Have you ever felt like by the time the house/car/garden is finally "clean enough", the day is done and it's time to go to bed? Worse, do you never really reach the point of "clean enough", no matter how hard you work?
This is yet another manifestation of our obsession with stuff: we want everything to be spotless.
Decluttering is good, as is keeping relatively clean surroundings. Spending endless hours dusting, wiping, scrubbing and polishing? Not so good.
In addition, there are a variety of things that do not need to be cleaned at any point in time; in those cases, cleaning can even be harmful. Random examples include power cleaning your driveway, removing fallen leaves from your lawn, wiping your baby's face in between each spoonful of puree, giving a bath to your cat, or using scented wipes on your genitals. Don't do it!
By no means do I consider myself a clean freak, yet I have pressured myself into making sure my house immaculate before I let anyone show up. I know it has sometimes gotten in the way of spontaneity: on a random Friday night, feeling like having some friends over, I will hesitate because I haven't had time to clean. Or I will get in a cleaning frenzy instead of relaxing while I wait for them to show up. Foolish of me. When your friends show up and exclaim "wow, your house is so clean", it might be a sign you overdid it (note to myself here).
Last summer, I became very resentful toward all the weeding work that kept me away from the beach. Eventually I went on a multi-week strike, left the flowerbeds to fend for themselves and allowed myself to fully enjoy the true pleasures of summer. I never regretted it, but I did feel the need to apologize for the state of my garden to impromptu visitors. Why?
When it's not us worrying about the state of our house and property, it's others: I have heard countless stories of well-intentioned parents and in-laws showing up and ending up cleaning their grown children's house while the latter would prefer just enjoying each other's presence. Offering help to young parents is definitely commendable, but it will probably make them feel like they have to join in the hard work when in fact they might simply want to chat with you.
Our obsession with cleanliness not only robs us of our precious time (and money, thanks to all those unnecessary cleaning products we feel compelled to buy, or thanks to the people we hire to do the work), it is also bad for our health and for the environment. The types of products we use and the frequency at which we use them deserves to be questioned.
Some questions to ponder:
- Does cleaning get in the way of other more meaningful activities? For example, do you refrain from inviting friends over, from playing with you kids, from going on a little trip - or from resting - because the house or garden is not quite up to your standards?
- How often does one really need to wash their hair or their clothes (with the exception of underwear of course) if they do not show signs of dirt and in the absence of significant sweating?
- Are our bodies and houses so dirty that we need to use the strongest detergents, disinfectants and abrasives on them? Really? Or are we destroying our skin's protective oils and useful bacteria, and breathing toxic fumes?
- At what point do we cross the line between preventing common colds and minor odors and giving ourselves cancer?
- What impact does all that cleaning have on the environment? How much water and harmful products do we use, and how much trash do we create (e.g. disposable wipes and other such horrors)?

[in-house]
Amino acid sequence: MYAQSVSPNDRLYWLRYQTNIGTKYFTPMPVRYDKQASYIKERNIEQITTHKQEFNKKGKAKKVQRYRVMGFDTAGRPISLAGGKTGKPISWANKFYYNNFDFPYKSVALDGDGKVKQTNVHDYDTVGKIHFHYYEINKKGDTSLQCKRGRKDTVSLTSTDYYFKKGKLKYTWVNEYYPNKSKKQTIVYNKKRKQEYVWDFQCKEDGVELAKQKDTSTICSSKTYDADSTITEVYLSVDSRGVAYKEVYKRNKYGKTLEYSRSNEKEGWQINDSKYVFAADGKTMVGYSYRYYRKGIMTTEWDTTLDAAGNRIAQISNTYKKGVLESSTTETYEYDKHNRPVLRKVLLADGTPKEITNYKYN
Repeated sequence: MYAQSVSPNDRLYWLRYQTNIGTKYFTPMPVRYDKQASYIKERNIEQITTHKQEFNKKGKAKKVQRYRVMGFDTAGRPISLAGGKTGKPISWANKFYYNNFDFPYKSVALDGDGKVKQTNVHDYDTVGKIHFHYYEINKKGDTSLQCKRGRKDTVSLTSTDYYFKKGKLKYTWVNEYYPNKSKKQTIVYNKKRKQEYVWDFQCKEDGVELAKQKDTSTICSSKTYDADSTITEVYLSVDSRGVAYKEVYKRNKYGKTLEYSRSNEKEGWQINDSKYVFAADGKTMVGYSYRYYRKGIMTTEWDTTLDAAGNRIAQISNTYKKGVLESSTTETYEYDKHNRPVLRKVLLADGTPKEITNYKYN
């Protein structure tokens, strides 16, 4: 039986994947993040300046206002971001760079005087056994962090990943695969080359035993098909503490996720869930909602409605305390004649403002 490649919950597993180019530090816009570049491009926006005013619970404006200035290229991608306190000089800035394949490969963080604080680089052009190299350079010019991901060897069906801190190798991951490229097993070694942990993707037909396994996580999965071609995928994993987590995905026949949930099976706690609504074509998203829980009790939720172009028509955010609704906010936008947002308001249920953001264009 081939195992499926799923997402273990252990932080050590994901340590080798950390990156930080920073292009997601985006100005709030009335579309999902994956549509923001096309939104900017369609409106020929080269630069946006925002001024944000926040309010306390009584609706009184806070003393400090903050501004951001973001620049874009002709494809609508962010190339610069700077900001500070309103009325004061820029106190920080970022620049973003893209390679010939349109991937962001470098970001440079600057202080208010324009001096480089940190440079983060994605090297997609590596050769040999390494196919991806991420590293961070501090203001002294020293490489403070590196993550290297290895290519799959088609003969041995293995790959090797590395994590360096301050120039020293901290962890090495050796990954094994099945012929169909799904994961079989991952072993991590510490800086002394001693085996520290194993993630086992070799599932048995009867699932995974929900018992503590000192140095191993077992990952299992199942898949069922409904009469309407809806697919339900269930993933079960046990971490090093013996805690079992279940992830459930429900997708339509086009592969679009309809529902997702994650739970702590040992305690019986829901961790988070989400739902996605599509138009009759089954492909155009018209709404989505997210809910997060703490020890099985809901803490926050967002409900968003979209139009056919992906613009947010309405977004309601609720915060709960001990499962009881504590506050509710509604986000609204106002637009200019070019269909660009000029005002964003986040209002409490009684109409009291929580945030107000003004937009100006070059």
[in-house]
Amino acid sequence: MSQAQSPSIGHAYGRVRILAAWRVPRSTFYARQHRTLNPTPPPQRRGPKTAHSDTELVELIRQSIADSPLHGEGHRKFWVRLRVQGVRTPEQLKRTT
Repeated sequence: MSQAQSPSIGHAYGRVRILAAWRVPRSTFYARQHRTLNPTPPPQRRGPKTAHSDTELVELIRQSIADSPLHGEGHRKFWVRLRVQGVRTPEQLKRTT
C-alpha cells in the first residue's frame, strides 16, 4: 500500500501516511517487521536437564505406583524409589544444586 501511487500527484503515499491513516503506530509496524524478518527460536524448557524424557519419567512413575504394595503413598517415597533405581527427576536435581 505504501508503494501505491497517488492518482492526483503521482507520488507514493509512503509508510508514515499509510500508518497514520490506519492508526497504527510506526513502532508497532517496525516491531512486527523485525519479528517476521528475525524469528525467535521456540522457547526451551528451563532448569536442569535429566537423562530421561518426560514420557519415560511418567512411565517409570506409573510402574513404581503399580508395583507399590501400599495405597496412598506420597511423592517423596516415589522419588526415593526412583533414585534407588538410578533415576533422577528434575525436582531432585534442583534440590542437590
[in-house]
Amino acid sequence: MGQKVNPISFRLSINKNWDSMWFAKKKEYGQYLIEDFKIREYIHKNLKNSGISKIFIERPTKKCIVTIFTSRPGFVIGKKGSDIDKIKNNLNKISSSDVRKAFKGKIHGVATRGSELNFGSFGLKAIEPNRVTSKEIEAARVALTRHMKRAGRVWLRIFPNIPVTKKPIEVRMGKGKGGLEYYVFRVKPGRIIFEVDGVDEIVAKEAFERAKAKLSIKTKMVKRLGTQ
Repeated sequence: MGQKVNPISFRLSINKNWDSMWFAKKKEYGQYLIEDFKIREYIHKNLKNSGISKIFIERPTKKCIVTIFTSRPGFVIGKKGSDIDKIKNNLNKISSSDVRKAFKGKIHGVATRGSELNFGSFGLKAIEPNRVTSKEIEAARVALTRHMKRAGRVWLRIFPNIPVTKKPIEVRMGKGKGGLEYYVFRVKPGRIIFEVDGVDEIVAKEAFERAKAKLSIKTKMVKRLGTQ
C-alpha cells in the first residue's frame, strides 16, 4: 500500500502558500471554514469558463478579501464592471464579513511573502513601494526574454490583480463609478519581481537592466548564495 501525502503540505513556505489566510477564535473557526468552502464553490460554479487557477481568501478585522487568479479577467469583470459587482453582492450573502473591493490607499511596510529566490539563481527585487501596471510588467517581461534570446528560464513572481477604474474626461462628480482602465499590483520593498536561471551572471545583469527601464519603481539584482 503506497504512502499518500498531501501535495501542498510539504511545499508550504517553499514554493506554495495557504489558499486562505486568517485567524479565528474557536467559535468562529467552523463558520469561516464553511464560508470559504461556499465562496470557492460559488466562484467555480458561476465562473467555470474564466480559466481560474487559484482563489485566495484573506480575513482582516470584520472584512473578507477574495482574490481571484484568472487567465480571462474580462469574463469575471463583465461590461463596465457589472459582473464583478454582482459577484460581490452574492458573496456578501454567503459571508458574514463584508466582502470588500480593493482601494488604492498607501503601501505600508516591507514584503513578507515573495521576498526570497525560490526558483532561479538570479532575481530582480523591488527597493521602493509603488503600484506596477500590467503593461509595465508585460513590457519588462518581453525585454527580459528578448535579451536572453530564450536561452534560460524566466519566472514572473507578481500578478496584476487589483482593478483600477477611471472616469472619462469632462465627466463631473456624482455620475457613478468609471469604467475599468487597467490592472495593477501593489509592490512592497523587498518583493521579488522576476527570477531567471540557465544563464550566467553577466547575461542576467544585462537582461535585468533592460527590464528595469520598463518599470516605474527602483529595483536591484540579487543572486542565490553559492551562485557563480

- Do you sometimes "cover up" problems with strong products instead of actually tackling the underlying issue? For example, do you keep swirling the mouthwash (a useless product) instead of seeing your dentist about that recurring bad breath?
- Do we want to be the "victims" of marketing, which creates a false need for cleaning and beauty products that we could in fact live without?
What is your relationship to cleaning?
For more on alternatives to "traditional cleaning", click here.
WEEK 18 IN REVIEW
I succumbed! I bought one piece of clothing I did not really need. It was right next to the one piece of clothing I actually needed. In a moment of weakness, I took both. The price was good, it won't take up that much space, and I truly love it and will wear it a lot... but I still broke my rule, and I'm not proud to report it. I won't bring it back to the store, but I will make an extra effort to get rid of other clothes in an effort to "compensate". Lesson of the week: you can still have relapses five months into a new habit. Vigilance is essential!
What is your weakest area, and what do you do to prevent relapses?
Donations (good riddance)
On the bright side, I am very happy to report that I finally pulled up my sleeves and took care of the one room I was apprehensive about: my home office. Paper is the worst, when it comes to decluttering, because you need to look at every single sheet and read it to assess where it belongs. This is probably where the "touch it once" rule came from: if you file or discard your papers as soon as you receive them, they don't accumulate in piles everywhere! The office now looks like a place where organized thoughts can happen. And I can quickly access any document I need now that I know where everything is.
What room, cupboard or drawer are you tackling this week?
Observations and cogitations
This ongoing reflection on my consumption habits and their impact on my health and well-being, the environment and the economy has me question my intake of animal products. I have been a vegetarian in the past (although not at the moment). From an ethical perspective, being a vegan sounds even more appealing. But it all seems so complicated in a society that gives meat (and dairy) such an important place.
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